Material Assistance: Who Is Helped by Nonprofits?
Guo, Baorong, Social Work Research
Although a vast amount of literature on the characteristics of public assistance recipients exists, little is known about the characteristics of the clientele of nonprofits that provide material assistance. This study examines the question of who receives material assistance from nonprofits. Three panels of the Survey of Income and Program Participation (1996, 2001, and 2004) adult well-being module were used to see if the use of nonprofit assistance is associated with individual and household characteristics, type of material hardship, and the use of other sources of assistance. Results show that poverty status, education, area of residence, and public program participation have a significant association with nonprofit material assistance, regardless of the type of material hardship and the use of other sources of assistance. These associations stayed relatively stable during the years of observation. It is interesting that households headed by an individual with college education were more likely than those headed by an individual without a high school diploma to receive material assistance from nonprofits. These findings may help nonprofits develop appropriate assistance programs and reach target populations.
KEY WORDS: low-income households; material assistance; material hardship; nonprofits; social service
Material hardship is a condition of failure to meet the "minimum levels of very basic goods and services, such as food, housing, and medical needs" (Beverly, 2001, p. 143). In the United States, one in every 10 people lives in material hardship (Beverly, 2001). To help those with material hardship, government at various levels and nonprofit groups provide a wide range of material assistance. During the recent economic downturn, the need for material assistance rose and an increasing number of people turned to nonprofits for assistance (Ducey, 2009). Despite the important role of nonprofits in social assistance historically and currently (for example, Allard, 2008; Lipsky & Smith, 1989; Young, 1999), little is known about the clientele of the nonprofit sector (Allard, 2008). Two reasons may account for this. First, nonprofit assistance is still small in size and scope relative to public assistance, although this is changing as the partnership between government and nonprofits grows (Salamon, 1995; Young, 1999). Second, as noted by Allard, the local nature of service providers poses a challenge to research on nonprofit groups, and this is partly reflected by the lack of nationally representative data on the use of nonprofit assistance by individuals.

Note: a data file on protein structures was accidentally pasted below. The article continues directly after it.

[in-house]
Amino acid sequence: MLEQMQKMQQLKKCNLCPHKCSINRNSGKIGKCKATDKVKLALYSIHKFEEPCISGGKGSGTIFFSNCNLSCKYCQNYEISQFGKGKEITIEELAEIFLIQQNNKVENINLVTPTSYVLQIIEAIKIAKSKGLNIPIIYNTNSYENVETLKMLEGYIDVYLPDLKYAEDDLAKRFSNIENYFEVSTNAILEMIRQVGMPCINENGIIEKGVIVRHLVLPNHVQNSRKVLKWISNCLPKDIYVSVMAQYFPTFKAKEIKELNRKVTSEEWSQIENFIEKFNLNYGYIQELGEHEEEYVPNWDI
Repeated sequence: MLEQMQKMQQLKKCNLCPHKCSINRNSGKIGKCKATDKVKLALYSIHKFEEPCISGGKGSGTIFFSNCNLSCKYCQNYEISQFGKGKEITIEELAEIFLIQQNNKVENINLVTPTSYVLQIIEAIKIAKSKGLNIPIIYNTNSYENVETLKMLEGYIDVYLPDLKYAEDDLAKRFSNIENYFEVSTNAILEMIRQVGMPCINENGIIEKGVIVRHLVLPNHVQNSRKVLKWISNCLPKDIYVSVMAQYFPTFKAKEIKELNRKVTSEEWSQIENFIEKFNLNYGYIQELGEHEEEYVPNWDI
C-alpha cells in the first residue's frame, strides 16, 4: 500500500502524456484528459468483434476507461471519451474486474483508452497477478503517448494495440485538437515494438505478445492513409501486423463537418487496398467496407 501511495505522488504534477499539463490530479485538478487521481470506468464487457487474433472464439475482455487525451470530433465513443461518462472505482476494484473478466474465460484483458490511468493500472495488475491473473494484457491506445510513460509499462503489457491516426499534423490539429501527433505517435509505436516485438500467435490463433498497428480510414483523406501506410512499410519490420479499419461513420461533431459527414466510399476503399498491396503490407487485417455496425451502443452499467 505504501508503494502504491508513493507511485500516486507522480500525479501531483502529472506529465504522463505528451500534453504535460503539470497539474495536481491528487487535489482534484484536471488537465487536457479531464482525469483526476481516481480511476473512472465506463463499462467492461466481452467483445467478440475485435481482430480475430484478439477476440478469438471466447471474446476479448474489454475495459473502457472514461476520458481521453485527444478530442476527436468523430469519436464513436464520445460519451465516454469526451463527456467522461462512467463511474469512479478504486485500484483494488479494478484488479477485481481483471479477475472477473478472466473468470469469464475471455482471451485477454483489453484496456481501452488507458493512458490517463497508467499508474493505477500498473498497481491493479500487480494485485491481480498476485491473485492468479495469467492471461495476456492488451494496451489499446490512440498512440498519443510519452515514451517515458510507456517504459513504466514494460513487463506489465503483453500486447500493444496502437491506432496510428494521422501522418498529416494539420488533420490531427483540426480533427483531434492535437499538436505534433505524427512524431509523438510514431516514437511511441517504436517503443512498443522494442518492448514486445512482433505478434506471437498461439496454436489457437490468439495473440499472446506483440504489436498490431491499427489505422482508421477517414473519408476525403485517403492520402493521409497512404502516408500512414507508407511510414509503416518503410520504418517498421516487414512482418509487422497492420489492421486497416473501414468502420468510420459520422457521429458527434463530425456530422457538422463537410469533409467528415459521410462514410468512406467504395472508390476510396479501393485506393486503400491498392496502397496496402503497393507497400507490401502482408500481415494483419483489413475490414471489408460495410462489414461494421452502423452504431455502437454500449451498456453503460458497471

Despite how little we know about the clientele of the nonprofit sector, a huge gap can be seen in the extent of material hardship and the availability of material assistance to the needy. Because of this, nonprofits are expected to play a larger role in social assistance to the needy (Alexander, Nank, & Stivers, 1999; Salamon, 1995). For this to happen, we need to look closely at who receives material assistance from nonprofits and what factors are associated with the use of nonprofit assistance. An inquiry into these questions will not only benefit nonprofits as they try to develop appropriate assistance programs and reach target populations, but also inform policymakers of the similarities and differences between the clientele of the nonprofit sector and that of the public sector. The Survey of Income and Program Participation (SIPP), which incorporates questions regarding nonprofit assistance, makes it possible to closely study the clientele of nonprofit assistance. Three panels of the SIPP (1996, 2001, and 2004) were used by the current study to examine the characteristics of nonprofits' clients and the determinants of the use of nonprofit assistance by families with material hardship.
As is widely recognized, nonprofit assistance is distinct from other sources of assistance, such as government, family, and friends. …